For those of you following along at home, my Foster kitty Precious was adopted last week. She was with me for 4 1/2 months - way longer than the typical foster situation, due to the pandemic making the usual adoption events impossible, and enough time for her to capture my heart.
Every evening after we both had dinner, I’d settle on the sofa and dive into my Netflix list. Precious would join me, rubbing on me and demanding petting. If I stopped too soon, she’d tap my arm. Then she’d collapse against me and purr herself to sleep.
I dang near became a Foster Failure, but I’m thrilled that we found her Forever Home. I kissed her head and wished her a long, happy, healthy life with her new family. Now I’m ready for the next homeless kitty that needs me.--Claudie Wilson
Hiatus update: I finally got to the post office yesterday. The pandemic has made this usually-easy task into quite the adventure. I used to be able to drop packages in the corner mailbox. About a year ago New York changed all drop boxes into letter slot only. Nothing thicker than a business envelope fit through the slot.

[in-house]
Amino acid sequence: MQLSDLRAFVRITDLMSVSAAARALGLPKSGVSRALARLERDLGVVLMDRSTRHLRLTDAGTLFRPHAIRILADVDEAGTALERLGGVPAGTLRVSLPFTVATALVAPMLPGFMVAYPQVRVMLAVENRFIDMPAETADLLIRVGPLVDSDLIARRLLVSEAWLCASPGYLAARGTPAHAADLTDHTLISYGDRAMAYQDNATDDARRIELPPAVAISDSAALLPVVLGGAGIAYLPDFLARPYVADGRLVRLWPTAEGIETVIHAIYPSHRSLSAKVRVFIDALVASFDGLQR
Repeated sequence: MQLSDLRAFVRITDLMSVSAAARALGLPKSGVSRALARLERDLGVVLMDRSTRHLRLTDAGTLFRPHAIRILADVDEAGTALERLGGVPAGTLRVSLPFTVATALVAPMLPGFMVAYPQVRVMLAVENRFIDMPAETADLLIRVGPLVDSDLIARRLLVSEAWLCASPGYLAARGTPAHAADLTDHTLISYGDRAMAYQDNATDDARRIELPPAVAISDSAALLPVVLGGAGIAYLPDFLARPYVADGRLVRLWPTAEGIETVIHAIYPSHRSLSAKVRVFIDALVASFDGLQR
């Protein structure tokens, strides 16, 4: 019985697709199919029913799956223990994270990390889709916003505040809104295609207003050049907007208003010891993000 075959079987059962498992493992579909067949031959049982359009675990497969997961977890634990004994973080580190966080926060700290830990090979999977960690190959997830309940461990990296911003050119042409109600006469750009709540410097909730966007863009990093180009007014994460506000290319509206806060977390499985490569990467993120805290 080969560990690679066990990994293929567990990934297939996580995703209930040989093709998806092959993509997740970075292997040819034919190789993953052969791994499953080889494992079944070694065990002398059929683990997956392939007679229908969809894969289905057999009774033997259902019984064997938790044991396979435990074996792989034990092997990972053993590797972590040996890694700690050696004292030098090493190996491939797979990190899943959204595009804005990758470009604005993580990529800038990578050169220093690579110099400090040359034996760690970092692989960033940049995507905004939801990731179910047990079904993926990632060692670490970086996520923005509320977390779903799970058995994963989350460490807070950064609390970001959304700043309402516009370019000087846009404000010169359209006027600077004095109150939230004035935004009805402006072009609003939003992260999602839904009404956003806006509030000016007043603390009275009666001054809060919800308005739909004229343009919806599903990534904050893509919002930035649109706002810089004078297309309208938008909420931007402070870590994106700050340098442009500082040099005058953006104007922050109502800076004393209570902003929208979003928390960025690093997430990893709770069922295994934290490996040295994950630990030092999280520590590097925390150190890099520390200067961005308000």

So, ok, no problem. I just hopped on the L-train to First Ave, skipped up the steps to the PO, dropped the packages, Bob's your uncle. It took an hour all told, but ok.
Then with the pandemic, there was no more getting on the subway.
And I didn't even know if the post office was open.
So I dawdled.
Then, when I knew I was coming to beautiful downtown Queens, I remembered there is post office close by that didn't require getting on the subway. So I hauled the packages in my suitcase and then today, got on the bus to the PO. (The bus will need to be a separate tale!)
I got to the PO and the line was out the door and down the block. The idea of standing in line stopped me cold. But then I realized, those folks were waiting for window service. I just needed to drop off. So I walked up to the door. And was met with a terrifying sight: a ten year old girl with a skateboard who had clearly been dragged to the PO with her mom, and was now looking at someone intent on Cutting the Line. I've seen danger before, but I tell you, a shiver ran down my spine.
I paused before finning the door and said to her "I just need to drop these envelopes in the bin right there. I'm not cutting the line, I promise."
She graciously nodded, and I went in.
There was one window open and more than 20 people in line.
I've never been more grateful for stamps.com than I was at that moment.
Packages in the mail.
Back home on the bus.
Thanks again to all you helping with blog content while I catch up.